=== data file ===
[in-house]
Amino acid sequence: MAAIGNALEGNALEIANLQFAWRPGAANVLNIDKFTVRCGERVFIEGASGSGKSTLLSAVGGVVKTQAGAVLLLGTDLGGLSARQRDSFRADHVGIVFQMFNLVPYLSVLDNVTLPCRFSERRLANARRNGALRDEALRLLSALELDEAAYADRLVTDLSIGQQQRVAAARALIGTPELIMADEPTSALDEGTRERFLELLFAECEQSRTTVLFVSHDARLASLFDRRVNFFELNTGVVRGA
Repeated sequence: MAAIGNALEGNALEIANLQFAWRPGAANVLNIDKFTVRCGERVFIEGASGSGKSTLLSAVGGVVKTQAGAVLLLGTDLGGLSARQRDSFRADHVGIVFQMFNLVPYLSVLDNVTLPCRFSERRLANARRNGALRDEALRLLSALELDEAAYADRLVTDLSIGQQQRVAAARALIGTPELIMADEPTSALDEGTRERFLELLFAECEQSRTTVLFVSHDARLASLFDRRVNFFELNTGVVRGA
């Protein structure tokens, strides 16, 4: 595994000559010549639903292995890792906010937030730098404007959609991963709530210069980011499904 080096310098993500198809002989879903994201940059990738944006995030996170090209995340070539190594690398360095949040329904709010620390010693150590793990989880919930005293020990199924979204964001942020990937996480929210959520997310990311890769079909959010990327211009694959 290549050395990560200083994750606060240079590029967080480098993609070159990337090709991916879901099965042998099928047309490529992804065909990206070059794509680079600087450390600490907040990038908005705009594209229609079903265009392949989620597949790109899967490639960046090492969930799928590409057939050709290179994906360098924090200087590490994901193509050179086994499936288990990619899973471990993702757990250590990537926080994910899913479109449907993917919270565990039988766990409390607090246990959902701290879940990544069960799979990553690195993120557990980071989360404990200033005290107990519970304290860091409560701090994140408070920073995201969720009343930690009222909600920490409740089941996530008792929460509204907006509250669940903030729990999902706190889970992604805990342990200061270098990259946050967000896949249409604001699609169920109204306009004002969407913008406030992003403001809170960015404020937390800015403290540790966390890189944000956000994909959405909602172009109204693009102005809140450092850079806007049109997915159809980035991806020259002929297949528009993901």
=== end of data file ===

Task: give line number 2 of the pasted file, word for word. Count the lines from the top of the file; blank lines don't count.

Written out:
Amino acid sequence: MAAIGNALEGNALEIANLQFAWRPGAANVLNIDKFTVRCGERVFIEGASGSGKSTLLSAVGGVVKTQAGAVLLLGTDLGGLSARQRDSFRADHVGIVFQMFNLVPYLSVLDNVTLPCRFSERRLANARRNGALRDEALRLLSALELDEAAYADRLVTDLSIGQQQRVAAARALIGTPELIMADEPTSALDEGTRERFLELLFAECEQSRTTVLFVSHDARLASLFDRRVNFFELNTGVVRGA